10/29/2013 05:47 pm ET Updated Dec 29, 2013

Improving Your Health Care Experience: A New Model

October is Health Literacy Month, a time to highlight the importance of health literacy for all. At this critical time in our nation's public health history, everyone -- regardless of their level of medical sophistication -- should be able to easily understand the health care options they face, the health services available to them, and how to use this information to improve their lives.

In this spirit, we encourage all health care organizations to make the improvements needed to help all patients easily understand -- and act on -- the information they receive. Organizations that do this systematically and effectively can be considered "health literate organizations." Receiving care in a health literate organization means everyone should be able to find, comprehend, and act in an informed fashion about their health care, regardless of the complexity. At each visit, you should feel assured that you are at the center of the care process. You should be greeted in a welcoming manner, encouraged to ask questions, invited to give feedback regarding your experience, and receive simple follow-up information after you leave.

To help health care organizations achieve health literacy, my colleagues at the U.S. Department of Health and Human Services (HHS) and the MacColl Center for Healthcare Innovation have proposed a new framework called the Health Literate Care Model. This model represents a practical roadmap for how a health care organization -- be it a hospital, clinic, doctor's office, or pharmacy -- can become a place where you fully comprehend and can take charge of your care options with confidence.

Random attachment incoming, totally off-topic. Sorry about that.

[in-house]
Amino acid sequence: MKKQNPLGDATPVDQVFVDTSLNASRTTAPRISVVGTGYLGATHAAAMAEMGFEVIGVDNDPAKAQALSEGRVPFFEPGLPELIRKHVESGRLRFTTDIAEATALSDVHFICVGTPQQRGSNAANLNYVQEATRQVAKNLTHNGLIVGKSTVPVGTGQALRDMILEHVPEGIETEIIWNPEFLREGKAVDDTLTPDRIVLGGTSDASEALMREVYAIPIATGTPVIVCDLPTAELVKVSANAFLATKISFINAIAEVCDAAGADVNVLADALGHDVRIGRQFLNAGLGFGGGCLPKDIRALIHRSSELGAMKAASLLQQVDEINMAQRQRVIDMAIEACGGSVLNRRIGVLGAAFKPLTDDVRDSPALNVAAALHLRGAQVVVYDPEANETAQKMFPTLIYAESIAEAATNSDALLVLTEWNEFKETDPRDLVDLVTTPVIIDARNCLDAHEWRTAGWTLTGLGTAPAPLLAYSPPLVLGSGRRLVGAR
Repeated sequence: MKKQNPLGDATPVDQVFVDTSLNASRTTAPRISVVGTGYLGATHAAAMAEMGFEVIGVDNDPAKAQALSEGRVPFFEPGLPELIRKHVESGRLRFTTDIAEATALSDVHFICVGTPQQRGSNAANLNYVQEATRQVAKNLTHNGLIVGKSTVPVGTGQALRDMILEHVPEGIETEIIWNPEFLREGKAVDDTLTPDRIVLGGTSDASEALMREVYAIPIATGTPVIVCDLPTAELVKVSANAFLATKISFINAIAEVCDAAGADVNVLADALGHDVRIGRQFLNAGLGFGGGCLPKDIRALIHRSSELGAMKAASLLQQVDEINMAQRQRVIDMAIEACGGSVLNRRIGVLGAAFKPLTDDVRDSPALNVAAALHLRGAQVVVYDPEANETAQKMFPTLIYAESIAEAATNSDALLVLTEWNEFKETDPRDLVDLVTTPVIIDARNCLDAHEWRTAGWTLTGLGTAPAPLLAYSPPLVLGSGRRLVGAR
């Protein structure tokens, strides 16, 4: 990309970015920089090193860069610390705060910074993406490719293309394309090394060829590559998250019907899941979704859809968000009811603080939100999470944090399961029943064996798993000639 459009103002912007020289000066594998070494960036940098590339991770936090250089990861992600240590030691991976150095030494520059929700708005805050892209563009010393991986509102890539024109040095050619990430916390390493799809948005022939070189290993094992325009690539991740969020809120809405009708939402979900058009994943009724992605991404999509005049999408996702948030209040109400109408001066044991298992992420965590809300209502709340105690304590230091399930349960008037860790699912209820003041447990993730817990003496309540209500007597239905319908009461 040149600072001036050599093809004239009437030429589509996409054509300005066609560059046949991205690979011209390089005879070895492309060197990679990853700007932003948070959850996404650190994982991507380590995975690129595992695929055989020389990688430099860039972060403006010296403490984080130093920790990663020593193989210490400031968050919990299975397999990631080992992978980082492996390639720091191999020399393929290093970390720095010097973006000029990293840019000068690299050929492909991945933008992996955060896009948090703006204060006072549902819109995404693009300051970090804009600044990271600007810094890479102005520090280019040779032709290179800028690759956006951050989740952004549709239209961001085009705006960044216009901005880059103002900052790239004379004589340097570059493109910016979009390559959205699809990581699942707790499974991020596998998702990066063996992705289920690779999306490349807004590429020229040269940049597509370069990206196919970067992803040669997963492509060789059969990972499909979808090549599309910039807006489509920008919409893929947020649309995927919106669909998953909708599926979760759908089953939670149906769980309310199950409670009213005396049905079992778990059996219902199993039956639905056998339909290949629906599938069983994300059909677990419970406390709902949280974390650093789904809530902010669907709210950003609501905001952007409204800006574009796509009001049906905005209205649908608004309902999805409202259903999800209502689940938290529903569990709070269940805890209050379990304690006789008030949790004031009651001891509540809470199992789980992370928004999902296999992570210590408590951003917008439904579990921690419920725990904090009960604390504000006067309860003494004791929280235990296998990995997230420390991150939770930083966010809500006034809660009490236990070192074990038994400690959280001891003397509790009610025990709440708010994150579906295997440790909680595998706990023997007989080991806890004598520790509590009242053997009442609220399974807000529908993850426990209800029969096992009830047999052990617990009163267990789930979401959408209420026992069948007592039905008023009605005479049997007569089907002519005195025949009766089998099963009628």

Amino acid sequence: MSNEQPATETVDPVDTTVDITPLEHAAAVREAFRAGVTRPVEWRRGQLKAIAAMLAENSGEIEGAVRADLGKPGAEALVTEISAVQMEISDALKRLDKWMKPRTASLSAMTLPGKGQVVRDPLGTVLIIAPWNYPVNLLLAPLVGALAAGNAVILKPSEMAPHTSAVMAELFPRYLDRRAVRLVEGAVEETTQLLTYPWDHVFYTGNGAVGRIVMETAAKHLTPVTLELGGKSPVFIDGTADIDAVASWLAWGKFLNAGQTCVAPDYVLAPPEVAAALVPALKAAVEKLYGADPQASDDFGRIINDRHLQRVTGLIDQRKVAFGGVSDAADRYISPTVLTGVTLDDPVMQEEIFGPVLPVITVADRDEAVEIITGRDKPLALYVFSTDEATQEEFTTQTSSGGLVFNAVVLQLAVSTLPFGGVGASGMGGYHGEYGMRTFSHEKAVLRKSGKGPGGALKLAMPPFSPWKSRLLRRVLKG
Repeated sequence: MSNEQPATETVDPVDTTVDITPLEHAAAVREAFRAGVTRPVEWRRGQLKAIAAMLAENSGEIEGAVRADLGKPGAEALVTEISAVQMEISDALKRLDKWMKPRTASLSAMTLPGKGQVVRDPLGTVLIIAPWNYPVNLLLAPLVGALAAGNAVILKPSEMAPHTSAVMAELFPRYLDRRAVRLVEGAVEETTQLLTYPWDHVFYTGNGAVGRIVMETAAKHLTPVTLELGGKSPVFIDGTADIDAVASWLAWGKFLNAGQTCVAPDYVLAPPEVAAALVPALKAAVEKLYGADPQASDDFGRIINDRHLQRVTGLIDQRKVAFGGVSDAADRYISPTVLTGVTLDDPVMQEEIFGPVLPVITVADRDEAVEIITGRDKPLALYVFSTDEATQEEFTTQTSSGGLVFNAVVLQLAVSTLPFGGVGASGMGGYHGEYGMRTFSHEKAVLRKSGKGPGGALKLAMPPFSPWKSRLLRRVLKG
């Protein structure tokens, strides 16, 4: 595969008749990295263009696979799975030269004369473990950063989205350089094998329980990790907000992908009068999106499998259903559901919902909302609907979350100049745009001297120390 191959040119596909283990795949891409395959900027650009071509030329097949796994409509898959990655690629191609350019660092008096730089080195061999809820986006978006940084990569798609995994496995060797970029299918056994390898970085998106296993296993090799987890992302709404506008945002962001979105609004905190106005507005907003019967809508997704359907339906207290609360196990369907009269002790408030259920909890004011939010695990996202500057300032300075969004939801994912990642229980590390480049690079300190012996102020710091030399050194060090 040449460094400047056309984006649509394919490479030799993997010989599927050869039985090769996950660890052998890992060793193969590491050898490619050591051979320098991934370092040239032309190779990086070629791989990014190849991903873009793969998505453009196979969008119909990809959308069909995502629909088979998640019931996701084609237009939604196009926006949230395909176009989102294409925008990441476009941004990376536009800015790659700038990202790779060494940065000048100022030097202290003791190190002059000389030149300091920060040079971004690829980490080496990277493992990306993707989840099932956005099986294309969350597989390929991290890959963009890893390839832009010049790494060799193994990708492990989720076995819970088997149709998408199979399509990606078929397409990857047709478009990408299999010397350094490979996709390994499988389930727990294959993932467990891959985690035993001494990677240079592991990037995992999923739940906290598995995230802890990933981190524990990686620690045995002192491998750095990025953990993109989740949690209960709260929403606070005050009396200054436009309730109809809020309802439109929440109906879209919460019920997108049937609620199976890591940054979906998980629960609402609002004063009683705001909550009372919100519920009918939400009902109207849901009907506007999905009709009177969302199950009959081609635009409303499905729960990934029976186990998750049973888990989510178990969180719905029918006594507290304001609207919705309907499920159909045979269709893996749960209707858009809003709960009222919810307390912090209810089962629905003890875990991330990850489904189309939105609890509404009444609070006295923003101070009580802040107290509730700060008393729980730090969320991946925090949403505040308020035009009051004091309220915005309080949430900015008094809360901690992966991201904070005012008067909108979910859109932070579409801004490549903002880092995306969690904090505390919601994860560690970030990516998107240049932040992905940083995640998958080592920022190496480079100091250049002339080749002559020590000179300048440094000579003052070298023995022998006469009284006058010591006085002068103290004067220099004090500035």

Here are the key ways an organization can help you in your health decisions through health literacy:

The health care organization

Health literate organizations support informed patient engagement as part of their mission. Every member of the organization commits to making this mission come alive. Leaders of the organization create policies that protect all patients from unnecessary misunderstanding. Using your feedback, they continually evaluate how well they are serving you. They are always ready to improve how their organizations do business so patients' needs are met.

Self-management support

Your providers won't assume you understand your treatment plan or how to use your medications. Instead, they'll assume you may be at risk of not understanding. You'll be asked to explain your care in your words so that the provider knows that you truly "get it" before you leave the facility.

Delivery system design

The organization designs your care with the utmost respect for the central role you play in your own health.

Decision support

In a health literate organization, decision making about your care options is shared between you and your provider team.

Clinical information systems

Your care is monitored, and coordinated for you, electronically so that you receive informed, consistent care, even when you visit different providers.

Community partners

Your providers will provide information about community resources that can help you manage your health condition and prevent disease outside of the clinic setting.

The Health Literate Care Model guides a health care experience that ensures you are an informed member of your health care team. Let us honor Health Literacy Month by emphasizing that your informed involvement can make good health a reality.

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